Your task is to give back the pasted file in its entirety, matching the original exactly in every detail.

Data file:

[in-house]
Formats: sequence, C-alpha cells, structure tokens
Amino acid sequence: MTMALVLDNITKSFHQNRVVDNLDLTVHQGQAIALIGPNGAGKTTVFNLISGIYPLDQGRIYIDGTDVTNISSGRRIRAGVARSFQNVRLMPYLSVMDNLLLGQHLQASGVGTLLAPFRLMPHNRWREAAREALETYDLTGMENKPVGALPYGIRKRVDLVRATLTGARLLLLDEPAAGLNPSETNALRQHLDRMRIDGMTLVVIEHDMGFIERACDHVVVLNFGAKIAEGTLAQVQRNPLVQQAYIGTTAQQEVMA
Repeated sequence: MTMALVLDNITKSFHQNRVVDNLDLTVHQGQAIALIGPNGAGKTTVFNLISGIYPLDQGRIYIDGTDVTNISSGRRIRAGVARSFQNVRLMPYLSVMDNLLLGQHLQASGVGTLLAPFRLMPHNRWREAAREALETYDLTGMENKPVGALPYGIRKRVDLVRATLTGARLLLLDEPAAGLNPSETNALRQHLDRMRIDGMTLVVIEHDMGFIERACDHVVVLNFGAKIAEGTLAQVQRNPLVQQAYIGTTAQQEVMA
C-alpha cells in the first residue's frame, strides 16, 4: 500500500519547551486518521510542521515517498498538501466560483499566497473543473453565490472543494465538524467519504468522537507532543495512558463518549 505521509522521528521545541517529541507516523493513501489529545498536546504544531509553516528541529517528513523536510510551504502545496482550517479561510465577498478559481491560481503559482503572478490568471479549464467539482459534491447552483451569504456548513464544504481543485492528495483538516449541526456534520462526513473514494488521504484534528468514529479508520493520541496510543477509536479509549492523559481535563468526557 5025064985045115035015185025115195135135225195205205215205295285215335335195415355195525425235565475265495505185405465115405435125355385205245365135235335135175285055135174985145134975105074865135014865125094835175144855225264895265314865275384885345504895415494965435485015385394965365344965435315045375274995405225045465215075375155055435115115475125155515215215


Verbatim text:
[in-house]
Formats: sequence, C-alpha cells, structure tokens
Amino acid sequence: MTMALVLDNITKSFHQNRVVDNLDLTVHQGQAIALIGPNGAGKTTVFNLISGIYPLDQGRIYIDGTDVTNISSGRRIRAGVARSFQNVRLMPYLSVMDNLLLGQHLQASGVGTLLAPFRLMPHNRWREAAREALETYDLTGMENKPVGALPYGIRKRVDLVRATLTGARLLLLDEPAAGLNPSETNALRQHLDRMRIDGMTLVVIEHDMGFIERACDHVVVLNFGAKIAEGTLAQVQRNPLVQQAYIGTTAQQEVMA
Repeated sequence: MTMALVLDNITKSFHQNRVVDNLDLTVHQGQAIALIGPNGAGKTTVFNLISGIYPLDQGRIYIDGTDVTNISSGRRIRAGVARSFQNVRLMPYLSVMDNLLLGQHLQASGVGTLLAPFRLMPHNRWREAAREALETYDLTGMENKPVGALPYGIRKRVDLVRATLTGARLLLLDEPAAGLNPSETNALRQHLDRMRIDGMTLVVIEHDMGFIERACDHVVVLNFGAKIAEGTLAQVQRNPLVQQAYIGTTAQQEVMA
C-alpha cells in the first residue's frame, strides 16, 4: 500500500519547551486518521510542521515517498498538501466560483499566497473543473453565490472543494465538524467519504468522537507532543495512558463518549 505521509522521528521545541517529541507516523493513501489529545498536546504544531509553516528541529517528513523536510510551504502545496482550517479561510465577498478559481491560481503559482503572478490568471479549464467539482459534491447552483451569504456548513464544504481543485492528495483538516449541526456534520462526513473514494488521504484534528468514529479508520493520541496510543477509536479509549492523559481535563468526557 5025064985045115035015185025115195135135225195205205215205295285215335335195415355195525425235565475265495505185405465115405435125355385205245365135235335135175285055135174985145134975105074865135014865125094835175144855225264895265314865275384885345504895415494965435485015385394965365344965435315045375274995405225045465215075375155055435115115475125155515215215